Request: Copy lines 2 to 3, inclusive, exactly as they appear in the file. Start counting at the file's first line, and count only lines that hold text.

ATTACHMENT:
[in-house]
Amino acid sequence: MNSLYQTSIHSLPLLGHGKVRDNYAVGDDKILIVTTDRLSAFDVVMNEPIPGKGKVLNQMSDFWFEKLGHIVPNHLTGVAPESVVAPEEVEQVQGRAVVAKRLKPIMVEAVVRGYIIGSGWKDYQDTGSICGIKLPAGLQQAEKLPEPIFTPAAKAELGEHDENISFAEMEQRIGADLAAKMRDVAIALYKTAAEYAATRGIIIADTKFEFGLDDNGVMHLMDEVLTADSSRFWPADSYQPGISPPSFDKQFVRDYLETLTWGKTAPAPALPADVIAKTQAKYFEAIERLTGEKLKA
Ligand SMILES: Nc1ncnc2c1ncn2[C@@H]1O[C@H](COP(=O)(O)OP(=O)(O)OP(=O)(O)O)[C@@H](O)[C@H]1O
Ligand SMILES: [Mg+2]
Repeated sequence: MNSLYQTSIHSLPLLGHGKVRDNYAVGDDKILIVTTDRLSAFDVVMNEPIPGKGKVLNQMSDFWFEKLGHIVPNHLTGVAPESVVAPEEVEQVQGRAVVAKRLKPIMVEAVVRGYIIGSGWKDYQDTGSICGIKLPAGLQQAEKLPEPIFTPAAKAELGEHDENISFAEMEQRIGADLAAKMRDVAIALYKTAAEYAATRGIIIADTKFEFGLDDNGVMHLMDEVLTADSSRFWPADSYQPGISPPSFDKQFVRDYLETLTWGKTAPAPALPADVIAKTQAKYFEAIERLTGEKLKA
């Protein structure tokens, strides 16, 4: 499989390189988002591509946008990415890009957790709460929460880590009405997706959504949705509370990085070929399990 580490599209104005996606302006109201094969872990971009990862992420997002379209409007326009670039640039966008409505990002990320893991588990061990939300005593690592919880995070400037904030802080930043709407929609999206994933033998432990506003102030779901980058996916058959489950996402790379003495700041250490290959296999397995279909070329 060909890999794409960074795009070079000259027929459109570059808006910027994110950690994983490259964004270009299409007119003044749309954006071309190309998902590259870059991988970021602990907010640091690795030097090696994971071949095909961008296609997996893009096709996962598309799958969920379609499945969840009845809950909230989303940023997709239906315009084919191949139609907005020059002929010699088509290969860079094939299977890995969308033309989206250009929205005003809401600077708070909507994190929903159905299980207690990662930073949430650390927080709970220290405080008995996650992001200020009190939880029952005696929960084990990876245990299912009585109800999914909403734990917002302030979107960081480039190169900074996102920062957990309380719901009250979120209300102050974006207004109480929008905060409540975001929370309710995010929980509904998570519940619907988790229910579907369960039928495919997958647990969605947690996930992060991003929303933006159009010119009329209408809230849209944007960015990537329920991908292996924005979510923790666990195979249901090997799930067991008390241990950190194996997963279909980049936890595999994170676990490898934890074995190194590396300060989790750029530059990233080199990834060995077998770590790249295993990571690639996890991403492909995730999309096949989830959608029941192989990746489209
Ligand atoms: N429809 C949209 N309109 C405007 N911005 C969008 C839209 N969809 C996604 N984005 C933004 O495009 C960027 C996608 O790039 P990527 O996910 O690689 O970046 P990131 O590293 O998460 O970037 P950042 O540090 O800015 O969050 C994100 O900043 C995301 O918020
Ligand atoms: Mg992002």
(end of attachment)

Amino acid sequence: MNSLYQTSIHSLPLLGHGKVRDNYAVGDDKILIVTTDRLSAFDVVMNEPIPGKGKVLNQMSDFWFEKLGHIVPNHLTGVAPESVVAPEEVEQVQGRAVVAKRLKPIMVEAVVRGYIIGSGWKDYQDTGSICGIKLPAGLQQAEKLPEPIFTPAAKAELGEHDENISFAEMEQRIGADLAAKMRDVAIALYKTAAEYAATRGIIIADTKFEFGLDDNGVMHLMDEVLTADSSRFWPADSYQPGISPPSFDKQFVRDYLETLTWGKTAPAPALPADVIAKTQAKYFEAIERLTGEKLKA
Ligand SMILES: Nc1ncnc2c1ncn2[C@@H]1O[C@H](COP(=O)(O)OP(=O)(O)OP(=O)(O)O)[C@@H](O)[C@H]1O